I expressed my surprise at how hard the dogs were working, but Lidia assured me that this is what they are bred for. They thrive in temperatures below freezing and heat is released through their paws, so they never get too cold.

Action shot of Kim and me (courtesy of Richard Dale-Mesaros)

Action shot of Kim and me (courtesy of Richard Dale-Mesaros)

 

 

 

 

 

 

At the end of the tour, we said our farewells to the dogs and chatted with the mushers a bit. Their enthusiasm and passion for their work was a joy to witness, and I found it inspiring. Next year, I hope to try dog sledding

Cindy gets a kiss from a friend

Cindy gets a kiss from a friend

 

 

 

A House in the Country

My friend Linda and I toured the Lyman Estate, a Historic New England property, the other day. I was especially excited to see this property because it features one of the oldest surviving greenhouses in the country. We timed the visit so we could see camellias in bloom.

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The Lyman Estate was built by a wealthy shipping merchant in 1793. He and his family lived in Boston but wanted “a country home” in nearby Waltham. Four generations lived there; the fifth generation decided to donate the property to Historic New England. The estate is used for function rentals, so none of the furnishings are original. But every piece is from the time periods of the Lymans’ residence.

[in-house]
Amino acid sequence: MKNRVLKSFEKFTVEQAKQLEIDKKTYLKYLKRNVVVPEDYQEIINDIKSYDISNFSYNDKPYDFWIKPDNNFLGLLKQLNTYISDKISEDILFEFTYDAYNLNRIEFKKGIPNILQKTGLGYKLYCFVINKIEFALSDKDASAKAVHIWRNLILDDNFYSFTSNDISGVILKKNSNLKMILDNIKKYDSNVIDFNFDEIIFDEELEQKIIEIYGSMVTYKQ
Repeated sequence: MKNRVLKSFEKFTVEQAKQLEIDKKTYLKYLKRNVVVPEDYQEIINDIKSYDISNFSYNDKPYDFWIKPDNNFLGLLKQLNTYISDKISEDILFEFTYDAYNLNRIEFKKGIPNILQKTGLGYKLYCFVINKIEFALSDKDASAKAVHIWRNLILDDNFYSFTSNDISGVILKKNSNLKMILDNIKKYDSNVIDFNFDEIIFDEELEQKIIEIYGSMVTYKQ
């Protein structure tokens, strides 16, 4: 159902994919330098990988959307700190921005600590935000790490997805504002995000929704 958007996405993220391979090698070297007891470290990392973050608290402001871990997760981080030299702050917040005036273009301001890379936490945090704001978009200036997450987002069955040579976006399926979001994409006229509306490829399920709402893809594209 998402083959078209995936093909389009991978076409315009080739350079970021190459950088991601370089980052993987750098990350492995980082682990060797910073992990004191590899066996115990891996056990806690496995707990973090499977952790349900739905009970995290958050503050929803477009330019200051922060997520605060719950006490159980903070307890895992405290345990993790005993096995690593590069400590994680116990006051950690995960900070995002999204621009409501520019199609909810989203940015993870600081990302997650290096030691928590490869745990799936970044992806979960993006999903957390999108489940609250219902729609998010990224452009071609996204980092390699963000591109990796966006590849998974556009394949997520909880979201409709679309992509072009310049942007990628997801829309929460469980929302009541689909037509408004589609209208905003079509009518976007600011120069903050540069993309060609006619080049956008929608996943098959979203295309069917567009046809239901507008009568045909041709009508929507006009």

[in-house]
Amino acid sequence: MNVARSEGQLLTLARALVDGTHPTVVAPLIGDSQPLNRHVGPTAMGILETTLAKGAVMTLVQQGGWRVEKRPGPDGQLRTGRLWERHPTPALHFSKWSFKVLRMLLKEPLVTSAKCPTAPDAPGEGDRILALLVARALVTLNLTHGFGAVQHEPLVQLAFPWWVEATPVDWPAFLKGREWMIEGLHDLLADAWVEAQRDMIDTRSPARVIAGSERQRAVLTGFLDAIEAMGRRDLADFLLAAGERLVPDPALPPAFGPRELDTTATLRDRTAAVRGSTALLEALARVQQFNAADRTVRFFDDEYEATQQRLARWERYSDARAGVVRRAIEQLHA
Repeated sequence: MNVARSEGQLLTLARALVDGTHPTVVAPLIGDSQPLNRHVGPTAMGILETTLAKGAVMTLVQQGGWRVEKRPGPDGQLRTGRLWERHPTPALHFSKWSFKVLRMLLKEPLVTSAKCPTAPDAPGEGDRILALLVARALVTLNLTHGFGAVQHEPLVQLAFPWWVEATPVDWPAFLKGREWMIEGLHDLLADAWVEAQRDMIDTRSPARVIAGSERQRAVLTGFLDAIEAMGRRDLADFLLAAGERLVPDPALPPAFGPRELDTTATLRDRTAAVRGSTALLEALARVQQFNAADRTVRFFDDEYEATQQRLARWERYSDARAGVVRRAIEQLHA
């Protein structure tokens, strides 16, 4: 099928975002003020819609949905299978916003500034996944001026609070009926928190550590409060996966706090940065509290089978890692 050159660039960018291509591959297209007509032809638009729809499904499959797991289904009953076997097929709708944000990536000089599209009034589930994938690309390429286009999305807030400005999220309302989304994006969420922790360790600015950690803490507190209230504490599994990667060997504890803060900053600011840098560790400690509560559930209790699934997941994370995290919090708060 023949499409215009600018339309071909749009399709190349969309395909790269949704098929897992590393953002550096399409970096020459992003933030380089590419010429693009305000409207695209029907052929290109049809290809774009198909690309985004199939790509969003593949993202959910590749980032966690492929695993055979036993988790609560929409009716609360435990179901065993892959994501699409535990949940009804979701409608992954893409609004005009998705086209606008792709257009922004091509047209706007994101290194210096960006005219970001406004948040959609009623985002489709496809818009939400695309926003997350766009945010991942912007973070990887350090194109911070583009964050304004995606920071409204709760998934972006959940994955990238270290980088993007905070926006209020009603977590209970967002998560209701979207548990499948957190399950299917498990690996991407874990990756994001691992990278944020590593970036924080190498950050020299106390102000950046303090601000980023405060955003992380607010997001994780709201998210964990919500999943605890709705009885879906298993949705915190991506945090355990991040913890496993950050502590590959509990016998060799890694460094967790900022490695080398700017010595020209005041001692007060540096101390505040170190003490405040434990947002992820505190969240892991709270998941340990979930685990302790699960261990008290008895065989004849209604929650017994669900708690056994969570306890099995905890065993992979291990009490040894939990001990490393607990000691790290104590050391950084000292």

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After a guided tour of the house, we headed to the greenhouses. I love plants even though I struggle to keep them alive. So greenhouses really excite me. There are so many different plants crammed into a greenhouse! So much life in one place…

There were loads of succulents, for which I have a soft spot now, since I made my terrarium.

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Not all of the camellias were in bloom, but there were some pretty ones.

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Just lovely. If I ever live somewhere with outdoor space, I will have to try planting some flowers!

 

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40 things to do on the birthday list!

BirthdayJune 1st, 2015